Finalist New Zealand Architecture Awards - Public Architecture
NZIA Nelson Marlborough Architecture Award – Public Architecture
Bronze 2017 International Design Awards (IDA), California, USA, awarded 2018
“New Zealand Architecture Awards 2018 shortlist announced”, Architecture Now, www.architecturenow.co.nz, 16th August
Justine Harvey, “Staying Alive: Trafalgar Centre Reinhabitation”, Architecture Now, www.architecturenow.co.nz, 18 July
“NZIA Local Architecture Awards 2018”, ArchitectureNZ, July/August, page 55
Justine Harvey, “Trafalgar Centre Reinhabitation”, Architecture NZ, May/June, page 70 - 79
Nelson Marlborough Architecture Awards, Architecture Now, www.architecturenow.co.nz, 21 May
Lynda Papesch, “Architecture Awards Celebrate Old, New and Heritage Builds”, Wild Tomato, July Issue 144, page 40-43
Designed and constructed in the 1970’s, modified (by others) in the early 2000’s, and closed in 2014 due to significant seismic concerns, the Trafalgar Centre is Nelson’s primary indoor events centre.
ISA has guided seismic strengthening of existing buildings, an entry pavilion to complete the Northern edge and master-planning to configure the complex and Rutherford Park to address the recently developed Maitai Walkway.
The Trafalgar Centre provides a long overlooked entry to the city, and adds the opportunity to support multifarious functions. Indoor sport, concerts, conferences, weddings, political rallies, even fashion shows: a public building in a provincial city must provide many supporting uses.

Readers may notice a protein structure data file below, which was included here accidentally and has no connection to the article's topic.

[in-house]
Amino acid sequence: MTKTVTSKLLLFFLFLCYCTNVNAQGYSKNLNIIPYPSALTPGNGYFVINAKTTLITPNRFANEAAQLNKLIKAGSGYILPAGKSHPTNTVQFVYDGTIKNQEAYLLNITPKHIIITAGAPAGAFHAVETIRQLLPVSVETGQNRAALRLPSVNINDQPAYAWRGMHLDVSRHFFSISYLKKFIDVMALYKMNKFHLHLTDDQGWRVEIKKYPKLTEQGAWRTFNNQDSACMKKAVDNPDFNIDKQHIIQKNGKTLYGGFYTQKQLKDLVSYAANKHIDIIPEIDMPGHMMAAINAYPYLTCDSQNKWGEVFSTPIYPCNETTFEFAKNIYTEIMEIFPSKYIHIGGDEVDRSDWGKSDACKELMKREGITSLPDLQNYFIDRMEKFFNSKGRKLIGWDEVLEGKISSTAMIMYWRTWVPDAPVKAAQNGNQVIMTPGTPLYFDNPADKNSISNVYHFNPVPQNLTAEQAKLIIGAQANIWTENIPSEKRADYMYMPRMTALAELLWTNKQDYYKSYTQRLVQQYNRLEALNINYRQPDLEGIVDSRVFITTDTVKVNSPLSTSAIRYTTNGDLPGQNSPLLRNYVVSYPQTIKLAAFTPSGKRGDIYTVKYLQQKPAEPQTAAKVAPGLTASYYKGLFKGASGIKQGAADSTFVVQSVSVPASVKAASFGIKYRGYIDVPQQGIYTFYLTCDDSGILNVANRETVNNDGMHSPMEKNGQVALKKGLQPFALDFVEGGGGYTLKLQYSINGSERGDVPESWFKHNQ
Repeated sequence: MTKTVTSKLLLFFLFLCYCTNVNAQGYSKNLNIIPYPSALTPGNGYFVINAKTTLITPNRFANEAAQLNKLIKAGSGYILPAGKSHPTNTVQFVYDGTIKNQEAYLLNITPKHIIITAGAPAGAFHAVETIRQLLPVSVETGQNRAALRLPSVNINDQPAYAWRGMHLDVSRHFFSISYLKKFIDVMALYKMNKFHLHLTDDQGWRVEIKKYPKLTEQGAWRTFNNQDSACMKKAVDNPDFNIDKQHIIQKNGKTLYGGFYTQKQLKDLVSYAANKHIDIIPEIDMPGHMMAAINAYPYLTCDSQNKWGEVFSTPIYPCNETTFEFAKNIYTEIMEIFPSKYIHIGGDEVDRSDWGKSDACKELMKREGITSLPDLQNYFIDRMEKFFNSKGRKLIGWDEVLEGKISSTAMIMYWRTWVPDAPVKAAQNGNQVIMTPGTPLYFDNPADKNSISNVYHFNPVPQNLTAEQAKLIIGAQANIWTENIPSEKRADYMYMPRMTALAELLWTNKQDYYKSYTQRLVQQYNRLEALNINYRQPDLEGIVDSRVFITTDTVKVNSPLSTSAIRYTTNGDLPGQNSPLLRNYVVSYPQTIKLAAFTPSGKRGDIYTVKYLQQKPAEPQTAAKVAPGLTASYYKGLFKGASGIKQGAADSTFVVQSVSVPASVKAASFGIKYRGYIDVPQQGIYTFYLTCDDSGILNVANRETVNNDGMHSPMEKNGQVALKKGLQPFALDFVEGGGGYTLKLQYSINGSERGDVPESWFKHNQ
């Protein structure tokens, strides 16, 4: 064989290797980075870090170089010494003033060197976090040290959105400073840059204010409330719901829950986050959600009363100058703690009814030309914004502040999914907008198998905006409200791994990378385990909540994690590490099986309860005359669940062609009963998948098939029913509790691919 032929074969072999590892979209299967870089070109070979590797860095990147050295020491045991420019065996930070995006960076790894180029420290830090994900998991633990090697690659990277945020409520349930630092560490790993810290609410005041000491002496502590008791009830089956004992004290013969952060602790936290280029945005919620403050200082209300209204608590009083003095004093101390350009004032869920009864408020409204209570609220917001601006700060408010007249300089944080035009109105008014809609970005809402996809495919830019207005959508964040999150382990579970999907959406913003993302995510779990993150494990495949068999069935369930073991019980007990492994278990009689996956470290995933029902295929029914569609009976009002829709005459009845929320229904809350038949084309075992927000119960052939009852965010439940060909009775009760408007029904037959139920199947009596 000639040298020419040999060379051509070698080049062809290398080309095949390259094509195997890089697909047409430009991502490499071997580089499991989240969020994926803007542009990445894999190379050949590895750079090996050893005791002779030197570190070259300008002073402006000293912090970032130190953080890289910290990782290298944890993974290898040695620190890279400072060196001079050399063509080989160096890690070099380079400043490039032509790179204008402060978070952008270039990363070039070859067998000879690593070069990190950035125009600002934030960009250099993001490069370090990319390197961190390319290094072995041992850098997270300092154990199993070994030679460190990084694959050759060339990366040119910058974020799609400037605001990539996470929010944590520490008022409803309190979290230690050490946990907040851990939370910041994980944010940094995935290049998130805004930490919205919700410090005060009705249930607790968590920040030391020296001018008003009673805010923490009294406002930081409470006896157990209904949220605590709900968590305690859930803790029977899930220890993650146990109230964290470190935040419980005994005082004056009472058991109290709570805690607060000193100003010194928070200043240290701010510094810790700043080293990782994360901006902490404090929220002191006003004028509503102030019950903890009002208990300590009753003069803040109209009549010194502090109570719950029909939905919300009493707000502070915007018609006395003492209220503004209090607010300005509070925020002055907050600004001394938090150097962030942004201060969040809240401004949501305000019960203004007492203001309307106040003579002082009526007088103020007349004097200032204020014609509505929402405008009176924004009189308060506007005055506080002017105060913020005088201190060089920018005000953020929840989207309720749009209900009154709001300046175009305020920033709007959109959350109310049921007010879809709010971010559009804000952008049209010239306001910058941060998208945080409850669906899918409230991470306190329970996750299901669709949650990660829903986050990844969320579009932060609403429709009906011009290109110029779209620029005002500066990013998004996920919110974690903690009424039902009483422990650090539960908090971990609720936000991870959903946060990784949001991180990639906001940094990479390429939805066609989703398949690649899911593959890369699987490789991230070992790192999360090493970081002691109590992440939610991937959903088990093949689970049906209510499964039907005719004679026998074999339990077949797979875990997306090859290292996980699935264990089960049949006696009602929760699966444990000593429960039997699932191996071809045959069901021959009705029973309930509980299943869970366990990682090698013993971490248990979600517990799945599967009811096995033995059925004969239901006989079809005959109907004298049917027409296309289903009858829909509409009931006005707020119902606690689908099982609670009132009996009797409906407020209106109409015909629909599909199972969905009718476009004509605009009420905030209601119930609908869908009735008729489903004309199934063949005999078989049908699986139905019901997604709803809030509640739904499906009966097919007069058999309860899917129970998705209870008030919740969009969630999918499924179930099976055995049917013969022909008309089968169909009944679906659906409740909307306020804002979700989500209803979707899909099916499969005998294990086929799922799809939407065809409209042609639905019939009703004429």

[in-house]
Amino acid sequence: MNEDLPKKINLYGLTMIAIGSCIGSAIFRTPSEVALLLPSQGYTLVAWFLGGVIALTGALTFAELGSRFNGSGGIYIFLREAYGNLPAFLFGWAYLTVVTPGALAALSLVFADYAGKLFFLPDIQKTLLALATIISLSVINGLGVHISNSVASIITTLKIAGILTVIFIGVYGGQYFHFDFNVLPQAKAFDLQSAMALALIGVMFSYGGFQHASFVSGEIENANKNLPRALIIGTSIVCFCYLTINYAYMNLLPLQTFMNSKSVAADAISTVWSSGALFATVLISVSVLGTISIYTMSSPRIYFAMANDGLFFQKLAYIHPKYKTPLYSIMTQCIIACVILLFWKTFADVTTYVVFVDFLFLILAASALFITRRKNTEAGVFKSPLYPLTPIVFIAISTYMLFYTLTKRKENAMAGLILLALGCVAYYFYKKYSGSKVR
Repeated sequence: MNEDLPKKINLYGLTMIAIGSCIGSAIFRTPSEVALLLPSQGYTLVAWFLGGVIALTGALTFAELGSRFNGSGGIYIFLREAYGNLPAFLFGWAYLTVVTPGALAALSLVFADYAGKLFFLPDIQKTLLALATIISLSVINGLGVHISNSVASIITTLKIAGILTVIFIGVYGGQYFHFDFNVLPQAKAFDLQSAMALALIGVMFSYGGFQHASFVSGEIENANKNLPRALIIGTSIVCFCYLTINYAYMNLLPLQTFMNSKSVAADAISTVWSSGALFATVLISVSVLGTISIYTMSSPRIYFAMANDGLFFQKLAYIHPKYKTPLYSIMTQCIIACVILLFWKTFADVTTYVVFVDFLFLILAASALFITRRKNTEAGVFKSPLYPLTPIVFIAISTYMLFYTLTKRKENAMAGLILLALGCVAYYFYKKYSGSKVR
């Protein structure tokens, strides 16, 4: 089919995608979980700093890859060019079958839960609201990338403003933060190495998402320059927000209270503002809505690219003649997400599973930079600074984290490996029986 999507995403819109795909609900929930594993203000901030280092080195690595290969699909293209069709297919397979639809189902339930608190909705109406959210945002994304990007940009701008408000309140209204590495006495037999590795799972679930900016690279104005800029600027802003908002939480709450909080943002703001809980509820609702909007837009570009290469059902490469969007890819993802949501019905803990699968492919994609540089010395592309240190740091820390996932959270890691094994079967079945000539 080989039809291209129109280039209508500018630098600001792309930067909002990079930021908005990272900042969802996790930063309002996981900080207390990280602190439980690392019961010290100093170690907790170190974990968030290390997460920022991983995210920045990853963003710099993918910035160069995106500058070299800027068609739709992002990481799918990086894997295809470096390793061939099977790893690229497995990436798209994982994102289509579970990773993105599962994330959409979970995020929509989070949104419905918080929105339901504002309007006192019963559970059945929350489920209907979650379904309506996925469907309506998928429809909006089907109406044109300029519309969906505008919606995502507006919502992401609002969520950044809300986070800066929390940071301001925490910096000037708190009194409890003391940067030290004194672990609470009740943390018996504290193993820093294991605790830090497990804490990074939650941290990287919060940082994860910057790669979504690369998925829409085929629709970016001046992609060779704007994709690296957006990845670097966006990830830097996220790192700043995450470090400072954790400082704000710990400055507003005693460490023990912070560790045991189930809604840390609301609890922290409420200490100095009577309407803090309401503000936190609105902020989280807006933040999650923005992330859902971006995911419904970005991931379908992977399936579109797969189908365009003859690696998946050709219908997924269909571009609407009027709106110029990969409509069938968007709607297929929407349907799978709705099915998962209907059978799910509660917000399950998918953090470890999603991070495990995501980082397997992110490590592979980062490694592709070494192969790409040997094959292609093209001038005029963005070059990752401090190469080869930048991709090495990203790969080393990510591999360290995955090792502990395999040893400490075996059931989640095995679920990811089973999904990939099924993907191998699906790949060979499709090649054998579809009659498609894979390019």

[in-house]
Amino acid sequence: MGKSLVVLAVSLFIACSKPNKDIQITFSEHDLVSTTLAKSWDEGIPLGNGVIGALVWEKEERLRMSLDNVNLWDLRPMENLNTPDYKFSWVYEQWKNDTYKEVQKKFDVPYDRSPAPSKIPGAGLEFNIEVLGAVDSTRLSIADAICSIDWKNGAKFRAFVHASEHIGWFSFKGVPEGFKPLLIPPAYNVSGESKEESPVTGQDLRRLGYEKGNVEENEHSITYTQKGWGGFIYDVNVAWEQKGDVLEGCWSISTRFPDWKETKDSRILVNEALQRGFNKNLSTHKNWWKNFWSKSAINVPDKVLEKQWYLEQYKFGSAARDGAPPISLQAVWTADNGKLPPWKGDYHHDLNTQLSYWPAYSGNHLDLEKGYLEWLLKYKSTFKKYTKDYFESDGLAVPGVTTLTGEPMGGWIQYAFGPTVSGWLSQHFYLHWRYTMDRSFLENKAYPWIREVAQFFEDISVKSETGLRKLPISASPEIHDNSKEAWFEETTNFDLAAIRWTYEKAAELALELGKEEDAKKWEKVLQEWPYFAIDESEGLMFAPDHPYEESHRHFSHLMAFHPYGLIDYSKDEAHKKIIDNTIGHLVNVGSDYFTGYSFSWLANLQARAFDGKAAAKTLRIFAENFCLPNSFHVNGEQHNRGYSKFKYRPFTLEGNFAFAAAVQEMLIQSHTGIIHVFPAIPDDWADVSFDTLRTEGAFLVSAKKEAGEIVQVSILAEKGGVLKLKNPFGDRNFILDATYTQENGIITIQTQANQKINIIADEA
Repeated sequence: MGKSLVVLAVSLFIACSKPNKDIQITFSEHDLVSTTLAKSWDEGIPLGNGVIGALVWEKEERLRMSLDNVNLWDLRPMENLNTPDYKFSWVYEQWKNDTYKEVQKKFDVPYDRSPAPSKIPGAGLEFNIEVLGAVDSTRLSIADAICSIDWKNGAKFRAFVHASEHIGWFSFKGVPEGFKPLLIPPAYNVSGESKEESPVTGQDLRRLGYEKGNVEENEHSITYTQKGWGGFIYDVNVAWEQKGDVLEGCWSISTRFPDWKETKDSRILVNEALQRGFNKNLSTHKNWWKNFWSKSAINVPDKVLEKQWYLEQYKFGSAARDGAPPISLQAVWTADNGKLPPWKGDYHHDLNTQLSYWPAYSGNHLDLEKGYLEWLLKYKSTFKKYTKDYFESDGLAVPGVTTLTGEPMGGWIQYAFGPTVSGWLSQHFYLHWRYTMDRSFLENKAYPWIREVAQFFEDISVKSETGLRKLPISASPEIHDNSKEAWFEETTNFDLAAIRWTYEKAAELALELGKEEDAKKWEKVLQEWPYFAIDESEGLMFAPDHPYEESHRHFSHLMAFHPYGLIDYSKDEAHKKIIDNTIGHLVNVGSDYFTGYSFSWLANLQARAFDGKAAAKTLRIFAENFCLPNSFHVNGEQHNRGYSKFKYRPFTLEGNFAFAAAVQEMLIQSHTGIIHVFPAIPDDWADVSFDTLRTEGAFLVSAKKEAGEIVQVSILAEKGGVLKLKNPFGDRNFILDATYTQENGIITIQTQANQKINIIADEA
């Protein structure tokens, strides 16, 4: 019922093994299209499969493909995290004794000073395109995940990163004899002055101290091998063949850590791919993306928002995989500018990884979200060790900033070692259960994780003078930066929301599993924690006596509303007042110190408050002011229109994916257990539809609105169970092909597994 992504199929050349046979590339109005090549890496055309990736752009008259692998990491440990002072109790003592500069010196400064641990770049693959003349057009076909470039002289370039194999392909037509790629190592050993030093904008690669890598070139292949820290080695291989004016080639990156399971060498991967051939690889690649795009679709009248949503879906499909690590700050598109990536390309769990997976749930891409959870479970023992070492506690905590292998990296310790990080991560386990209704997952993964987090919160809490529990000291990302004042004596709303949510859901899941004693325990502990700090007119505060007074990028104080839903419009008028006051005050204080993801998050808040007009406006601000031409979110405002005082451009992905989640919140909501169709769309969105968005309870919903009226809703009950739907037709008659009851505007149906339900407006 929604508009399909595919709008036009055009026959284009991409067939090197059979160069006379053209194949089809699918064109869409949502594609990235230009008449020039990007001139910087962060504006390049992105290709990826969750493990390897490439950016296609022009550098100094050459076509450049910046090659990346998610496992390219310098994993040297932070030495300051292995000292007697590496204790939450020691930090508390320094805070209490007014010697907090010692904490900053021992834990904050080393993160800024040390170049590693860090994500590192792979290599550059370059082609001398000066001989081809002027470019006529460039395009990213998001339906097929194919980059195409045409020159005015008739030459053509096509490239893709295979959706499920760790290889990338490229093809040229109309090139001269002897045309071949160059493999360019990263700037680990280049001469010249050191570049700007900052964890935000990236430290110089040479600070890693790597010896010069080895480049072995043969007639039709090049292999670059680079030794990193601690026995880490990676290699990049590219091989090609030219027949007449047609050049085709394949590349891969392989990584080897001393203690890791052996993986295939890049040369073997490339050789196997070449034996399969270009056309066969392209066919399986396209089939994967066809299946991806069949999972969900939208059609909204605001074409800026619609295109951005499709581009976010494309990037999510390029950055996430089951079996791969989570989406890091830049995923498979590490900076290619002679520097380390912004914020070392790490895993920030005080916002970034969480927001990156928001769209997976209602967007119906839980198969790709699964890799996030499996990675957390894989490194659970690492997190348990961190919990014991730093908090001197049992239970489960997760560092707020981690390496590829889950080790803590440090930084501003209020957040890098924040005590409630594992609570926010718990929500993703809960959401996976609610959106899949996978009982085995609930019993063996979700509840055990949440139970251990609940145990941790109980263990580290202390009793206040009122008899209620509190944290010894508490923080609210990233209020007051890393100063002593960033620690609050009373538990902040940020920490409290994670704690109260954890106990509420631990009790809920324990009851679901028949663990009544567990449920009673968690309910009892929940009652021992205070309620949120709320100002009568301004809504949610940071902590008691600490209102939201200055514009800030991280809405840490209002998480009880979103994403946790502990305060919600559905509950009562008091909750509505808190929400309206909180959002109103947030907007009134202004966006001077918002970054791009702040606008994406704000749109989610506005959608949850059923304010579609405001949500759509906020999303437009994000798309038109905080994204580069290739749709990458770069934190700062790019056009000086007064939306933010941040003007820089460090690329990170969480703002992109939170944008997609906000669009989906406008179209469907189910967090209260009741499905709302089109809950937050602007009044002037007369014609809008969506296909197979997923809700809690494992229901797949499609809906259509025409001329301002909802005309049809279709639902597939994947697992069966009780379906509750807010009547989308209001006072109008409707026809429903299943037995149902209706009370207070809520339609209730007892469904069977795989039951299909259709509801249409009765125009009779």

After months of painstaking remediation to the stadium with the help of Arup International, the pavilion invites something new. A space without direct function, it is black, glazed, horizontal and runs low into the verticality and noise of the stadium and opposing storage crescent. This isn’t just a building for collecting tickets and halftime refreshments, its somewhere to meet before the game, and as much transition out to the garden as into the stadium.
Looking and opening to both the stadium and park, the pavilion invites inhabitation. External spaces beneath the facetted eaves gather as might a Marae Atea. Seats informally open and close around mature and growing trees, even its raised plinth floor asks to be sat on.
Like Alec Bowman’s original stadium, the structural strengthening and pavilion are raw and elementally finessed around function. Whether new steel truss braces, folded aluminium facetted cladding, or warming timber boxed services, each is fabricated, scaled and finished to use, and to extend Nelson’s growing city to sea public pathway.